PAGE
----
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  1. #21
    Photo Engineer's Avatar
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    I don't see how higher contrast would help. That is what to expect with a push.

    Looks good to me.

    PE

  2. #22

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    Yeah, your right. This is a definite improvement over what I was getting for sure. I don't want more contrast.

  3. #23
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    Okay, I just did a test out of curiousity's sake.

    I shot some Lucky 200 (C-41 film of course) at 200, 400, 800, 1600, and 3200 repeatedly, cut the roll in half, loaded 1 in C-41, then stand developed other half in Rodinal 1+100 for 10 minutes, stopped, then washed the film and dried it in the dark, I cut one from off and examined in the light, there's a good visible B&W negative. Once dry I then processed it through C-41.

    The Rodinal pre-treatment half has lower density than the C-41 only shots - on 200, mainly in the shadows - and signifnicantly noticeable lower density over all in the 3200 shot.


    This isn't a case of the B&W dev taking up too much of the available halide, otherwise the 3200 shot would be less affected not more.

  4. #24

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    That's really interesting, so it appears the effect is higher on areas with lower exposure so the rate of development could be expressed as a logarithmically regressing curve with local exposure on the x axis development rate on the y...... I would have thought 10 minutes to be insufficient to produce much of a result at that high dilution. What is the impact on overall image quality? Is there an improvement in the grain appearance? Is the color affected much?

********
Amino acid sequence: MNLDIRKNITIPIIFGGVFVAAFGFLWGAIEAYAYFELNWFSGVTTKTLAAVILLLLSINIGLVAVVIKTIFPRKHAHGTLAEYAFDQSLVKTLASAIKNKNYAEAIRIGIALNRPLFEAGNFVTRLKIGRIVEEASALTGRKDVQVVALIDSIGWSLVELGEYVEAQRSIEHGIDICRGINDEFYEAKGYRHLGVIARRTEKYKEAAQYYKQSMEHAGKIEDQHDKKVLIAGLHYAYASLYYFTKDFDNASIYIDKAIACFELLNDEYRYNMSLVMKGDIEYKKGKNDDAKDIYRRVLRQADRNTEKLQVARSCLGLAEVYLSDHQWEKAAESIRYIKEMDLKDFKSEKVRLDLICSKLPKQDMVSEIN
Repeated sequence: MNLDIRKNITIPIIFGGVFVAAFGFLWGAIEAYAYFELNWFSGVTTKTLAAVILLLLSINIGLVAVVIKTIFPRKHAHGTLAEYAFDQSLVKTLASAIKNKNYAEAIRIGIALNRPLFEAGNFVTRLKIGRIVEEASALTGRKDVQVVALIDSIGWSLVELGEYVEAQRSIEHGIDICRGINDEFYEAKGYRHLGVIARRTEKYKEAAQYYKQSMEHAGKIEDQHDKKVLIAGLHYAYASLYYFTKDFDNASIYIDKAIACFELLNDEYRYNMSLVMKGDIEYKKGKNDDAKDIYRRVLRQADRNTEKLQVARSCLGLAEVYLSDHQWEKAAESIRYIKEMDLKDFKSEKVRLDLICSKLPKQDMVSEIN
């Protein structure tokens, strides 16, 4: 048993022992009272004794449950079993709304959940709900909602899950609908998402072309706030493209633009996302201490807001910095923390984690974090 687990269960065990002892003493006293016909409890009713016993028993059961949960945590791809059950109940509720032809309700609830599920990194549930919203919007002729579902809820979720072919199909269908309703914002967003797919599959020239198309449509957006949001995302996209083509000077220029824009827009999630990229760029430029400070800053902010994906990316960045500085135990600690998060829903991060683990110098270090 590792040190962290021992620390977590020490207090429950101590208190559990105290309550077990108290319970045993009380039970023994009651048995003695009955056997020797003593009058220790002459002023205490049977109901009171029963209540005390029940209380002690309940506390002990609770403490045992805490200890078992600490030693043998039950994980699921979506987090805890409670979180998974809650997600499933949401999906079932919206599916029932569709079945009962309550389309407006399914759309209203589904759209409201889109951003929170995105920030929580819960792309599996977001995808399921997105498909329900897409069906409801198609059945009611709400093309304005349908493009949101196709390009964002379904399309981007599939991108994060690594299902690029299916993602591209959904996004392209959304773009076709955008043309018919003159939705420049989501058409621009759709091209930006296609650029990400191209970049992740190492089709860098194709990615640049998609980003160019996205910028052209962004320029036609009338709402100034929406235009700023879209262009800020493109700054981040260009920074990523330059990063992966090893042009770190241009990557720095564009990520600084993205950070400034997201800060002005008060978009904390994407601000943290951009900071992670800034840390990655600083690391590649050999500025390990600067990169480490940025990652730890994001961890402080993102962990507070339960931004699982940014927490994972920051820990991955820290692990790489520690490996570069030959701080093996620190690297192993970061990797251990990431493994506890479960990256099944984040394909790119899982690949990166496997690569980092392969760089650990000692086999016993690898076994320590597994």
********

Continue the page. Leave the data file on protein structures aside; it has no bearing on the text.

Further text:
5. #25
    Athiril's Avatar
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    It's kind of like a restraining action, but less effect on higher exposed areas than usual, I'll scan them tomorrow. I haven't looked at image quality. I'm wondering if I can use this to increase colour contrast.

    I only inspected them on a light table, and can notice large density difference.

    I imagine the majority of development occurs early in 1:100, then slows down for rest of stand, as it's not diluted enough for slow development

  6. #26
    Athiril's Avatar
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    C-41 Control 3200


    Rodinal pre-treatment + C-41 3200



    These scans were done raw, the C-41 control had levels applied in Photoshop for a basic balance, then the same levels settings were applied to the Rodinal pre-treatment, to show the relative difference between the two.


    The Rodinal pre-treatment + C-41 seems to hold slightly better shadow detail, significantly better grain, and appears as if it would support moderately better image detail.


    Here are some crops (from a high end scan), these were re-levelled individually this time quickly
    C-41 control 3200


    Rodinal pre-treatment + C-41 3200



    Should also mention Rodinal forms some very weak colour dye, though when I've tried to use it before, it all but disappears after a bleach and fix. Here is a shot at 200, that only had Rodinal 1+100 10 min stand, stop, wash and dry (no bleach or fix).




    Apart from a colour difference between the two 200 shots, I cannot find any other significant difference in image quality. The difference between the 200 and 3200 Rodinal pre-treatment shots being that the 200 would have received a lot more development and density than the small amount the 3200 would have gotten, perhaps the same difference in grain could be achieved with much less development in Rodinal at box speed, and I wonder how it would compare to a solvent type developer pre-treatment.
    Last edited by Athiril; 03-18-2014 at 09:12 PM. Click to view previous post history.

  7. #27
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    These are very nice results, I will probably repeat them with Portra 400 and Superia 800 soon. Since your EI3200 sample looks a bit low in contrast, I wonder how it would look after an 1-2 stop push.